The Natrona County School District has denied for a second time an application to create The Guild Charter School.
In making their unanimous decision at a meeting Monday night, the trustees cited an apparent lack of support from parents and the community, a lack of administrative experience and concerns over the $1.5 million proposed budget.
“I don’t want to sacrifice a group of NCSD children in the name of an uncertain experiment,” said trustee Dana Howie. “I do think a lot of your ideas have merit, if you really, really believe in what you are doing. I urge you, once again, to try to make it happen as a school of choice.”
The Guild would have offered a classical-style education with an emphasis on challenging coursework.
Charter school organizer Tiffany Leary said she was disappointed in the decision after two years of work on the project.
“They like the idea. They just don’t like the way we want it separate from the district,” Leary said.
Monday’s vote was the second defeat for Guild organizers. The school board voted to deny the charter school’s first proposal last year.
Unlike the first denial, however, Leary said organizers would not appeal the decision to the State Board of Education.
Only a couple of charter school supporters attended the meeting, which was noted by many of the board members.
“You would think if there was overwhelming support from the 320 parents involved that just more than few would show up,” said board chairman Kevin Christopherson.
Christopherson recalled helping the Casper Montessori School when it was in danger of going out of business.
“I stepped up with Lisa Burridge, and we went out and found a school. I personally put up the money, bought it. I spent an entire summer remodeling that school, and I had every parent down there at that school helping me at times,” Christopherson said. “That is parent support.”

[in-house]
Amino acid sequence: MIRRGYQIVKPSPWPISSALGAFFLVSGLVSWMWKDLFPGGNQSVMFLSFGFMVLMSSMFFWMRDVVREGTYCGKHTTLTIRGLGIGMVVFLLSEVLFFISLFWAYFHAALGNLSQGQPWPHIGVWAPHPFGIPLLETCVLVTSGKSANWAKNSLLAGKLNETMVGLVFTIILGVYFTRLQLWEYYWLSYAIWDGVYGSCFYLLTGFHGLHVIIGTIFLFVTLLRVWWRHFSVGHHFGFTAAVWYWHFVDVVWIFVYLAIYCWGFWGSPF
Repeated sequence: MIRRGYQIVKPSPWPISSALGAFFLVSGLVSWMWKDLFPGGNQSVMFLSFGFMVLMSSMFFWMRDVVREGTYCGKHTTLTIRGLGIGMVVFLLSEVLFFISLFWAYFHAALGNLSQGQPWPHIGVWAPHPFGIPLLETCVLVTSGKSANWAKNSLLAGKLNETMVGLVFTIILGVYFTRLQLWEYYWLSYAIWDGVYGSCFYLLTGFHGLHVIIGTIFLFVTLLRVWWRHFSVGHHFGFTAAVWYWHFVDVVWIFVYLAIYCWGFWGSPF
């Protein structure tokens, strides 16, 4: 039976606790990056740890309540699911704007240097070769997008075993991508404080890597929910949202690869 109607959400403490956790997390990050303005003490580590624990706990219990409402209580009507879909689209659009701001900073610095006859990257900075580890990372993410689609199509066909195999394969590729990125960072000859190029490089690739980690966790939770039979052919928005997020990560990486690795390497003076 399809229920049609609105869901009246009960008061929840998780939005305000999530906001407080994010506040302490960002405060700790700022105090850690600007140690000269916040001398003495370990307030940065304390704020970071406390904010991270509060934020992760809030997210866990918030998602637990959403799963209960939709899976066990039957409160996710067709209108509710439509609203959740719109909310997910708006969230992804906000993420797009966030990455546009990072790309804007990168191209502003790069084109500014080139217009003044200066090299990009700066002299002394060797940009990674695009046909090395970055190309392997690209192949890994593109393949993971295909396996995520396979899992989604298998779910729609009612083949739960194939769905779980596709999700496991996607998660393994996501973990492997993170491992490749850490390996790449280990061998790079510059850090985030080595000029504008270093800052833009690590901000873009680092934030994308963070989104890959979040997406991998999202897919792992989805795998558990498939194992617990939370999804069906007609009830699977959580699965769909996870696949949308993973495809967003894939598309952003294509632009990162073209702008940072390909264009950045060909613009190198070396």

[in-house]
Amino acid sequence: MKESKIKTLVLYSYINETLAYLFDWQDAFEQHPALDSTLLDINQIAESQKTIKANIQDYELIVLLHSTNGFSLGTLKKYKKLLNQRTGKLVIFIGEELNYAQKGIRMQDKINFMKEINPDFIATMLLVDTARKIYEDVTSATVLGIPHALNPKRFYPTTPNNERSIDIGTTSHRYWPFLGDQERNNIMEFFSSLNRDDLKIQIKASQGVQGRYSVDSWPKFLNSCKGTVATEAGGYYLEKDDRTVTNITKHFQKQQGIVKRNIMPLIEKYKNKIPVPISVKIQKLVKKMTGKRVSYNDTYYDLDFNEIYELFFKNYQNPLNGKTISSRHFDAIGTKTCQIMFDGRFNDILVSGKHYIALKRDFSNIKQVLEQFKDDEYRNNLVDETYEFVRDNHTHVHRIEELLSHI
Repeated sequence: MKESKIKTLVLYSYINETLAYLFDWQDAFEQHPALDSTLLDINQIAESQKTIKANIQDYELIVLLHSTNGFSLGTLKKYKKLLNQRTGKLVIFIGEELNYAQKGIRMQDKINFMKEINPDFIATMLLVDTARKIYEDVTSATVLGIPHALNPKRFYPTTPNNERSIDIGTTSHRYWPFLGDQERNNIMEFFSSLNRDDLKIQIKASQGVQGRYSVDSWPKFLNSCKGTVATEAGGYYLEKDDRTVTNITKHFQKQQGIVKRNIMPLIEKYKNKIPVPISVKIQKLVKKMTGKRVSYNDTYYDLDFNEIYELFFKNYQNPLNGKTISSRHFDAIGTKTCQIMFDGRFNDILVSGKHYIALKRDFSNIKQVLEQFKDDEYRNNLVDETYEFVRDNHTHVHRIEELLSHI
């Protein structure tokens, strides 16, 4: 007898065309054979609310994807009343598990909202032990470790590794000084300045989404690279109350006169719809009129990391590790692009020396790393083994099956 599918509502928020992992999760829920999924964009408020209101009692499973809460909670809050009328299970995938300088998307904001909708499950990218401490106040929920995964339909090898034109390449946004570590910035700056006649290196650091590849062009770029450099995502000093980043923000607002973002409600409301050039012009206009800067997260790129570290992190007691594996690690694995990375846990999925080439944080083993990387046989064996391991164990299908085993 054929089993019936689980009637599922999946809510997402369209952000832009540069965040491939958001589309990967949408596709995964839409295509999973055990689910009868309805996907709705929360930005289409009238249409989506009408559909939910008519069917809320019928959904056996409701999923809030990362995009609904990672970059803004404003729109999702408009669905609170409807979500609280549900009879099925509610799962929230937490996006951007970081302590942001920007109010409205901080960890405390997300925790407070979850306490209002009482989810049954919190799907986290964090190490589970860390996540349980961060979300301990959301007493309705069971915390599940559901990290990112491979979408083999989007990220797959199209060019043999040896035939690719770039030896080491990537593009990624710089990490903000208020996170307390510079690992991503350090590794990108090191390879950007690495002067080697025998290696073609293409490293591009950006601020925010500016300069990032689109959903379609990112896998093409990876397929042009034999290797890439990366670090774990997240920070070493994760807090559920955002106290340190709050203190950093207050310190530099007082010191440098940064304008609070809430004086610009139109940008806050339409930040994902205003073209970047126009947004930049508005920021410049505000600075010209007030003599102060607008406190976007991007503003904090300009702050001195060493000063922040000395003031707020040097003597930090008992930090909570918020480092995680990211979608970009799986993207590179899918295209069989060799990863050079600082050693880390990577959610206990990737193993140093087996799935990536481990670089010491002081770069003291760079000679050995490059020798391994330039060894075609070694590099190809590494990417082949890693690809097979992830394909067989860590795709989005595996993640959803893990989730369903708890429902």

The funding for Casper’s first charter school would have come from the district based on the number of students attending. The K-12 school was organized to accommodate 426 students at full capacity, starting with 176 students who had signed letters of intent.
The Guild initially planned on using a building provided by the district while it sought private funding to buy or rent its own facility.
Trustee Raymond Catellier said the charter school applicants underestimated the cost of using an older school building.
“If you’re going to move into some of these facilities that are 50-60 years old, those numbers don’t seem realistic of maintaining a facility of that age to be a safe space for children,” Catellier said.
Trustee Clark Jensen also expressed concerns about finances.
“Running a charter school is very much like running a business, and I see no evidence that they have the skill set or that they have recruited anyone that does have that skill set to comprehend the true cost of this enterprise,” said Jensen. “Copying off the budget of another school does not inspire my confidence.”
Leary had previously said a charter school was not the same as a business. She noted the financials in the second application had been closely modeled on a successful charter school in Laramie, after the more detailed financial plan in the first application was criticized.
Some trustees said that at times the meeting felt contentious, particularly an implication that some on the board had not thoroughly reviewed the original application.
“I do not believe the founders have the capacity for the leadership of a school, and they have shown me they don’t have the temperament to play nicely, as the comments and concerns you have expressed in your rebuttal are either adversarial or denigrating,” said trustee Debbie McClure.
Leary also described some tense moments.
“They say we didn’t play fair or play nice. They were able to talk a lot longer, and a lot more — it felt very adversarial, combative almost,” Leary said after the meeting. “I am very disappointed in a lot of things.”